Croydon Council has confirmed that all but one of their 10 new healthy school streets (HSS) will become permanent, banning all non-permitted vehicles entry during the busy school run hours.

From April 2022, the council imposed 10 experimental traffic orders across the borough to tackle air pollution near schools and encourage more parents and pupils to walk to school. 

The experimental orders established distinct school pedestrian zones, which forbid motorised vehicles entering between 8am and 9am and again between 2pm and 4pm on school days during the academic year. 

Exemptions were made for public service and liveried vehicles, as well as those with permits and a valid blue badge.

Anyone without a permit who drives down a school street during the designated times faces a £60 fine.

Residents, parents and schools were given a six-month consultation period, in which feedback and objections to the scheme could be given.

Respondents were required to indicate their support for the zone and its impact both less than 100m and more than 100m outside of it. 

Despite the overwhelming support shown from nine schools, Keston Primary School, in Coulsdon, was the only school to reject the introduction of a permanent HSS on Keston Avenue.

Residents and parents of children at Keston gave significant objections to the scheme due to the excess displaced traffic it caused to the nearby area. The school itself lodged a significant complaint about the scheme.

Despite 100 per cent support from Keston respondents living inside the zone, respondents less than 100m outside of it only gave 12 per cent support.

The official report indicates this lack of approval came from residents on the nearby Court Avenue, where, according to residents: ‘“we have seen recorded traffic volumes increase in the AM Peak period.”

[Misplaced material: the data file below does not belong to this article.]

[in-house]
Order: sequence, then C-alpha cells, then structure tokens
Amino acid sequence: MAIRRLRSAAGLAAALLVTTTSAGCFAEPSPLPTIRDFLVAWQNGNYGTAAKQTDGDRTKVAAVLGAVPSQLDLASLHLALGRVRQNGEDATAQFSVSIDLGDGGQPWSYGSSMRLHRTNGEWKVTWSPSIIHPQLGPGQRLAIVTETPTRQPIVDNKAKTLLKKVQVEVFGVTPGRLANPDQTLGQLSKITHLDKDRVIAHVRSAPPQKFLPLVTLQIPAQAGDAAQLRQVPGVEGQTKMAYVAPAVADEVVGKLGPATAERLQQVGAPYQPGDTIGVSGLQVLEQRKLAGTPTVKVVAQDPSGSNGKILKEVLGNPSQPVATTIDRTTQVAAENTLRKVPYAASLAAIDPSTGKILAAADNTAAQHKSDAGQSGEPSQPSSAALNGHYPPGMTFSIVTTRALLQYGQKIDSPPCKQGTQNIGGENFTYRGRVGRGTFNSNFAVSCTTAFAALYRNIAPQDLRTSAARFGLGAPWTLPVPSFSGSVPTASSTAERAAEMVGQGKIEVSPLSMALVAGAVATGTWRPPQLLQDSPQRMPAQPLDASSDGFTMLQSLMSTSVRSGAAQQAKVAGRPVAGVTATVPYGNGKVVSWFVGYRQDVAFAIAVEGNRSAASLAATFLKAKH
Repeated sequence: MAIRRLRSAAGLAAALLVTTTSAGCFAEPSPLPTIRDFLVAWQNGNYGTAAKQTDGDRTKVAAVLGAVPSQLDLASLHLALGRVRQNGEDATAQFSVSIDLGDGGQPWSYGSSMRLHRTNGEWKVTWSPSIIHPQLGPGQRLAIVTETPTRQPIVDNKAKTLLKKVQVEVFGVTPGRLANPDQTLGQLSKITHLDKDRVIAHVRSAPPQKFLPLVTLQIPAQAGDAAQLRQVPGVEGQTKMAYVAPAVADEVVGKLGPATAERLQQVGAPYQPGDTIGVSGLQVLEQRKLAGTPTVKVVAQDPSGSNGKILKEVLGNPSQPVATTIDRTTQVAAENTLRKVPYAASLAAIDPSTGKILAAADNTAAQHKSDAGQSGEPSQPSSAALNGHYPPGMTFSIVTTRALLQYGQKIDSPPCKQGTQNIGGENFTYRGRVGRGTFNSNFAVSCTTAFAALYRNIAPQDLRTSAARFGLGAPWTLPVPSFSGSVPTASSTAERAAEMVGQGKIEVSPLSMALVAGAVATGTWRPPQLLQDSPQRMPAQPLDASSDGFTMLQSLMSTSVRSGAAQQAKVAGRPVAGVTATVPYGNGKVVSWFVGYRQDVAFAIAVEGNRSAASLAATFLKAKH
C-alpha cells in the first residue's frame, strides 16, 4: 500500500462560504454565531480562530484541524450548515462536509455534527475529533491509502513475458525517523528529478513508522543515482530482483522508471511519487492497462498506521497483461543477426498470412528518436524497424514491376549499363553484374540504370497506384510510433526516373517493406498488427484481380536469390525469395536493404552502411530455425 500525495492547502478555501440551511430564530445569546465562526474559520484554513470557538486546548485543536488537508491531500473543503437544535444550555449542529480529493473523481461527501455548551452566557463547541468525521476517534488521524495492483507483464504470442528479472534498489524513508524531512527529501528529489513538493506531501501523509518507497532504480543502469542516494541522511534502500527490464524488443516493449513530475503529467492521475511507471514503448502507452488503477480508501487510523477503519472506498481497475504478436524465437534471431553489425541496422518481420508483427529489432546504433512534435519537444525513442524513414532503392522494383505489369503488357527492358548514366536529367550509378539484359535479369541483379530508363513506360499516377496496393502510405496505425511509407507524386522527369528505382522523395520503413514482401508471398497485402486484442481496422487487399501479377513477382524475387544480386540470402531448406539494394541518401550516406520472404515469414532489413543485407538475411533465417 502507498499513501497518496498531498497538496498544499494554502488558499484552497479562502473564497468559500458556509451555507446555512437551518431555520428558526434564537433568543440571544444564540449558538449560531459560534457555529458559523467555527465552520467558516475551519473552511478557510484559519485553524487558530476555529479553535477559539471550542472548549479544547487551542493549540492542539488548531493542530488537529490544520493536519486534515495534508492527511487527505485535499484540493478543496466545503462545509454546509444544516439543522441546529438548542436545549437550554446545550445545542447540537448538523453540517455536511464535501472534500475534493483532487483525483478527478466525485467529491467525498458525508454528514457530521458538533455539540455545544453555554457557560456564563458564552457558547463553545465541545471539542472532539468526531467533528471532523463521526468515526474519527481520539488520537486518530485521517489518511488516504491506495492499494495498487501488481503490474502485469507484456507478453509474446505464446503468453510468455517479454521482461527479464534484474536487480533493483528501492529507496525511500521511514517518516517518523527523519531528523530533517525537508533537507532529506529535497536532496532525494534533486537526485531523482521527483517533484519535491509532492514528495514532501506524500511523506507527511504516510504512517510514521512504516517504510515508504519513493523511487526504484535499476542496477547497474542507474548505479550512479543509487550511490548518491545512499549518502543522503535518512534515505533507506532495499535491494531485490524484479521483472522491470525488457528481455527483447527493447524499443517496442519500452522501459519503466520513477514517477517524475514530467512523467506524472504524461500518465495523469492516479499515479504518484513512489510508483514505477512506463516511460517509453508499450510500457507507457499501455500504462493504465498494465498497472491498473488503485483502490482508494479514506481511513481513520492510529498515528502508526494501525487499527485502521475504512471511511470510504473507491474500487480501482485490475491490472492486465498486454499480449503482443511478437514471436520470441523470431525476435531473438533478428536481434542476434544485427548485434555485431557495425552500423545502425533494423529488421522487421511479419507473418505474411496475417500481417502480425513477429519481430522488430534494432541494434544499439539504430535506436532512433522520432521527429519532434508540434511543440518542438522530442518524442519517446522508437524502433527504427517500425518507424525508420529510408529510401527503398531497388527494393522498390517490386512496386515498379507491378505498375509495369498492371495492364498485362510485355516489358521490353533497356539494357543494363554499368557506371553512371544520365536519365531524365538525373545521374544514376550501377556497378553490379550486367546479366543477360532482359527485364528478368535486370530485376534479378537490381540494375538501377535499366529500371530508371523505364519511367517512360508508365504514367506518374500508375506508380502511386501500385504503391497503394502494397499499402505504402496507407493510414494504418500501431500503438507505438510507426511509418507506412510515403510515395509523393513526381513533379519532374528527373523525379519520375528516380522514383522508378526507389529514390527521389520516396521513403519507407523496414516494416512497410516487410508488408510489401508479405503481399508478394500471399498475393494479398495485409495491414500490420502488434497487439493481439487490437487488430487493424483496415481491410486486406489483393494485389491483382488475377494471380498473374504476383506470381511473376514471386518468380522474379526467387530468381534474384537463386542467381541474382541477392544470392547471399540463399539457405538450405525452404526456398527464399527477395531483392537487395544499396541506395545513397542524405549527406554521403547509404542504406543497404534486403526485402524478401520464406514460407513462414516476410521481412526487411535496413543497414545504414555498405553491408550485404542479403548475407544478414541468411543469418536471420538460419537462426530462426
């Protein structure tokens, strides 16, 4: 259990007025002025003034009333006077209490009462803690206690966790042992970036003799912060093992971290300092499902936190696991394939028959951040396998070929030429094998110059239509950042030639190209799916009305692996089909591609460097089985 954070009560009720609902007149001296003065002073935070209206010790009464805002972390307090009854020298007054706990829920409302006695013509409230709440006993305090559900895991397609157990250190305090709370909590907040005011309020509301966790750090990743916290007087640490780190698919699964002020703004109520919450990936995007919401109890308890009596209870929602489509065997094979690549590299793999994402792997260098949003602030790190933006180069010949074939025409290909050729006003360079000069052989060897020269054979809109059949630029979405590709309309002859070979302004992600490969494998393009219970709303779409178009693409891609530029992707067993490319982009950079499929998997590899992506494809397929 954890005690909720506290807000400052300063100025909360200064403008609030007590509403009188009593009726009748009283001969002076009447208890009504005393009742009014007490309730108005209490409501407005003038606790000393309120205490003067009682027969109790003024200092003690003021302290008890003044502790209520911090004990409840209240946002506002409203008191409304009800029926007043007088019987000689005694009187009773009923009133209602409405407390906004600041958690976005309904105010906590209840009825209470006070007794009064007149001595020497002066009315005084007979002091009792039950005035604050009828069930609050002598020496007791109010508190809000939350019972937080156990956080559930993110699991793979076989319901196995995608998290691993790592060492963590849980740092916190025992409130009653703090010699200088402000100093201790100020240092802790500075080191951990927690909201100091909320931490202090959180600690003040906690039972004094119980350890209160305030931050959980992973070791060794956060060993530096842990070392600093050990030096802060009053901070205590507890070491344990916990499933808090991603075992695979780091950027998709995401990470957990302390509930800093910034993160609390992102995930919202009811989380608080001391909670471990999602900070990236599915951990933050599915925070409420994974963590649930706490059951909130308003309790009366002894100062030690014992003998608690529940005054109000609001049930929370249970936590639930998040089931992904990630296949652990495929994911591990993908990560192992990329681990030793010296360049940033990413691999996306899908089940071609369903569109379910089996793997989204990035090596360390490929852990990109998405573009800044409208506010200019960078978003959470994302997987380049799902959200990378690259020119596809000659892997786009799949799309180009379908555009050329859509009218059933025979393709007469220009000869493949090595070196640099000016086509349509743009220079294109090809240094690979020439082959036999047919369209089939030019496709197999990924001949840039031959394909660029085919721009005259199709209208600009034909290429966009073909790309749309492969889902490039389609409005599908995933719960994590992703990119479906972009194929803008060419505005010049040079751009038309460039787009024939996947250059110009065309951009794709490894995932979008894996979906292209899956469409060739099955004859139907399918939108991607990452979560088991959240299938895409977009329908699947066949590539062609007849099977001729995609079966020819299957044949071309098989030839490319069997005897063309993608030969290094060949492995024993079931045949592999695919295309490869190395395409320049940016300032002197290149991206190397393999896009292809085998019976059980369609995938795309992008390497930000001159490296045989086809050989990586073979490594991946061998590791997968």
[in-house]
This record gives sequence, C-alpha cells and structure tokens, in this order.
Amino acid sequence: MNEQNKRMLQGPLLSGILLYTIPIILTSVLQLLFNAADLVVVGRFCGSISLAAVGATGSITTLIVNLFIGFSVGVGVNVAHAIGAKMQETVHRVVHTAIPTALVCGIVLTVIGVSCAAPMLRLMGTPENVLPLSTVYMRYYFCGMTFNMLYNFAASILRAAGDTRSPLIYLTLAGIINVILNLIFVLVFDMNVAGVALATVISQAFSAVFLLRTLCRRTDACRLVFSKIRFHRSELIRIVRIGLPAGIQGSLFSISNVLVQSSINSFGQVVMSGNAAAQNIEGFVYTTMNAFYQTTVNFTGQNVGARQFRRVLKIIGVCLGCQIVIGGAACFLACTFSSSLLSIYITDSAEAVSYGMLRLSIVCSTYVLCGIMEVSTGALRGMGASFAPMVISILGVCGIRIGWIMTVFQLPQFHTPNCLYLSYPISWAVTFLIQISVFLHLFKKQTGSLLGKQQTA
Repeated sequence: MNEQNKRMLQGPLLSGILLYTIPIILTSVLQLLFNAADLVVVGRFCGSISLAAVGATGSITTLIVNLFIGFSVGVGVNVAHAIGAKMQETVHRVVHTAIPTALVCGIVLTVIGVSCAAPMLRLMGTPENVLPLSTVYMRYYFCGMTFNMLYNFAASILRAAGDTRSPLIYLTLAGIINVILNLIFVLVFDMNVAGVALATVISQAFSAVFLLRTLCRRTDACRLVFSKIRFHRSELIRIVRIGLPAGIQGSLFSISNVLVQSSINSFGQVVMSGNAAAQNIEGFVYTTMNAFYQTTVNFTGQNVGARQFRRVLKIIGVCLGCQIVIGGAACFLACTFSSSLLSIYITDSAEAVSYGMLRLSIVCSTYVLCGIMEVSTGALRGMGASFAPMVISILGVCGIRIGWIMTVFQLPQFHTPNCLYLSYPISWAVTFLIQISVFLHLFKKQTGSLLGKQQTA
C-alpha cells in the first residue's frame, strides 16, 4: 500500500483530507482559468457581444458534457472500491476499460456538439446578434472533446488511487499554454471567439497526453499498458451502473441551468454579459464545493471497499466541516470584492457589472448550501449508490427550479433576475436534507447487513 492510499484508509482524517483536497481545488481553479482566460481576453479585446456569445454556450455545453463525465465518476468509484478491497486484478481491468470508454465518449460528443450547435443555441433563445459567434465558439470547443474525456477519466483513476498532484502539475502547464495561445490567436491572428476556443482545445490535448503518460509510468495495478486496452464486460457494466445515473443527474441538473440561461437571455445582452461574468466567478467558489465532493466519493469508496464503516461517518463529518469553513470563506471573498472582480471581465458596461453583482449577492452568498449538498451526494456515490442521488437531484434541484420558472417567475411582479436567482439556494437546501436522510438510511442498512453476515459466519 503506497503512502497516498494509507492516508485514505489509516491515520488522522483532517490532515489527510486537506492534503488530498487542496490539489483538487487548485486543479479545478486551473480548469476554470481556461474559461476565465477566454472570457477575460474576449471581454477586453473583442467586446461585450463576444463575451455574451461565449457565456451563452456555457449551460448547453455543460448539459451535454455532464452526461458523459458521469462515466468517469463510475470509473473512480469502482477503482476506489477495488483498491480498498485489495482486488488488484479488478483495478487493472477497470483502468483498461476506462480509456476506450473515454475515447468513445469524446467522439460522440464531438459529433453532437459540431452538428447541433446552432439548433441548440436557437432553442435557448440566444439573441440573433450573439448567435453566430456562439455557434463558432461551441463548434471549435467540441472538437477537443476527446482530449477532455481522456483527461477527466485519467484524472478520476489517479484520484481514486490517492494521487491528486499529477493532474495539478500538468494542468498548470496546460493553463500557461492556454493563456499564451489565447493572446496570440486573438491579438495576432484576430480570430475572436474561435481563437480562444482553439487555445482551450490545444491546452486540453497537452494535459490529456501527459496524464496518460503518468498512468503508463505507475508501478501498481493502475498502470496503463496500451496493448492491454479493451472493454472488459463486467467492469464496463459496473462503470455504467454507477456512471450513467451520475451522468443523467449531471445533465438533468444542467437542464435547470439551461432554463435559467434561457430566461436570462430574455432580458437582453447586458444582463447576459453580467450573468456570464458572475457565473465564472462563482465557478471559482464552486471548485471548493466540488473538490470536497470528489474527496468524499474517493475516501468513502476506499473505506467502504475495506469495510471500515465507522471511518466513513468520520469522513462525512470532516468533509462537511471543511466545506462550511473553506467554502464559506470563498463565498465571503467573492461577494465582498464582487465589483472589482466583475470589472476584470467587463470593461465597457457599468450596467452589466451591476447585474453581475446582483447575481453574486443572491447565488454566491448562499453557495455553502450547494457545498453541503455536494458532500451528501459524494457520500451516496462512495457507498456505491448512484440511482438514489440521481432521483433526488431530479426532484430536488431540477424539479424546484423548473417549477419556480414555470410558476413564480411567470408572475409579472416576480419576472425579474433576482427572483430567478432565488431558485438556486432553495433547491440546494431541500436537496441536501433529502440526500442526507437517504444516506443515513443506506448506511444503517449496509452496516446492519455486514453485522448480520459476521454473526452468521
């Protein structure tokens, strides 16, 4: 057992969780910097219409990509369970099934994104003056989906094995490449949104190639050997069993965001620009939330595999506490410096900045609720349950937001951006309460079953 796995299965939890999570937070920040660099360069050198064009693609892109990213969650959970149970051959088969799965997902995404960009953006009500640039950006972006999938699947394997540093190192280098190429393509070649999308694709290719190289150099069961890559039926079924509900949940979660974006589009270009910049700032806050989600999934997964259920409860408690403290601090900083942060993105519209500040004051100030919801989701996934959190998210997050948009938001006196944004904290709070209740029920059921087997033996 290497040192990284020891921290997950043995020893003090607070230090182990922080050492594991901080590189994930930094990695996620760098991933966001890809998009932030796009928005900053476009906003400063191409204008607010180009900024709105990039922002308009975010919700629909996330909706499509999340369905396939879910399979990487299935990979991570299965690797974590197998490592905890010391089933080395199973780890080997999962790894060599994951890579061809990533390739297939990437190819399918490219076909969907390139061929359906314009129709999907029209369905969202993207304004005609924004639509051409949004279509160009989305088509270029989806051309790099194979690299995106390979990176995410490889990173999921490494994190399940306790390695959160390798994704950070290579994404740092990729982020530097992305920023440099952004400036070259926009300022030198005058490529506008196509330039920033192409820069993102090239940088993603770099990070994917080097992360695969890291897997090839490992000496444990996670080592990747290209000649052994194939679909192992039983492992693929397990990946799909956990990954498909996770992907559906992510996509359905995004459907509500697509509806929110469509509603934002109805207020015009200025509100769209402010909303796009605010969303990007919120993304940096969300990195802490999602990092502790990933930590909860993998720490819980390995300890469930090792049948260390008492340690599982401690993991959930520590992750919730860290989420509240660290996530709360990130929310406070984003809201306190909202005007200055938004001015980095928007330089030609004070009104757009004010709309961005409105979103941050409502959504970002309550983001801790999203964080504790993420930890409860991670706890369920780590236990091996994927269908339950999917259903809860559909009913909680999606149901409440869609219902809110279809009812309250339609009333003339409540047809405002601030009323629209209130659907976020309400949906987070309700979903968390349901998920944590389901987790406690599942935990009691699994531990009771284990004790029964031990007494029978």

Keston’s current experimental traffic order will be withdrawn October 21, while all other HSS will remain permanent from today onward.

Similar schemes have been rolled out across the country after a push from the central government to reduce congestion and traffic related injuries near schools.

Croydon itself already had 14 permanent HSS active in the borough prior to this consultation.

This new wave of HSS was of particular importance to both the council, considering the borough’s statistics around the prevalence of air pollution in Croydon.

According to the Director of Public Health’s annual report 2017, ‘Croydon has the highest rate of hospital admissions for childhood (0-9 years) asthma and the third-highest number of asthma deaths in London.’  

It also noted: “205 premature deaths in Croydon are linked to air pollution, and that there are further health concerns associated with 40 per cent of children and 60 per cent of adults in Croydon being overweight.”

At the full cabinet meeting, Mayor Jason Perry approved the recommendation to make nine of the HSS’s permanent.

Speaking to the cabinet, he said: “There was a definite reduction in traffic related issues to all streets but those in Keston.”

This scheme forms part of Perry’s wider Business Plan to boost Croydon’s post covid recovery and reduce congestion in the borough. It also meets the objectives set out in the Mayor of London’s Transport Strategy. 

The list of schools due to see their HSS made permanent includes Ecclestone Primary School, St Thomas Becket Catholic Primary School, Harris Primary Academy Haling Park, Harris Primary Academy Croydon, Downsview Primary School, Christ Church CofE Primary School, Oasis Academy Ryelands, Ridgeway Primary School and St Joseph’s Catholic Junior School.